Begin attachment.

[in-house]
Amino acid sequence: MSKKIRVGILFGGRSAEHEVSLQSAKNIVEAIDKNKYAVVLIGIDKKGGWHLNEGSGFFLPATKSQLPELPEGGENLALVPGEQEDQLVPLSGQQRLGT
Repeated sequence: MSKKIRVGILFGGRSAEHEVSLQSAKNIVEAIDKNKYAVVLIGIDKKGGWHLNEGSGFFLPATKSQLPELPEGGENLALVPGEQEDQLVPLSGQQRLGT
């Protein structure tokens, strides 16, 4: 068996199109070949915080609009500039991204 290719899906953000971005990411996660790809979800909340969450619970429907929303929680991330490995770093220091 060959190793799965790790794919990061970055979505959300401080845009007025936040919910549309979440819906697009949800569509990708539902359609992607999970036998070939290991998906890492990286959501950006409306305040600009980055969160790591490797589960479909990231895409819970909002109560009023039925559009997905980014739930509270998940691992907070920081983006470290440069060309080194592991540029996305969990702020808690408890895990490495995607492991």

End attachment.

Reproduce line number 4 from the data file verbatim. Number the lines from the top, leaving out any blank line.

């Protein structure tokens, strides 16, 4: 068996199109070949915080609009500039991204 290719899906953000971005990411996660790809979800909340969450619970429907929303929680991330490995770093220091 060959190793799965790790794919990061970055979505959300401080845009007025936040919910549309979440819906697009949800569509990708539902359609992607999970036998070939290991998906890492990286959501950006409306305040600009980055969160790591490797589960479909990231895409819970909002109560009023039925559009997905980014739930509270998940691992907070920081983006470290440069060309080194592991540029996305969990702020808690408890895990490495995607492991």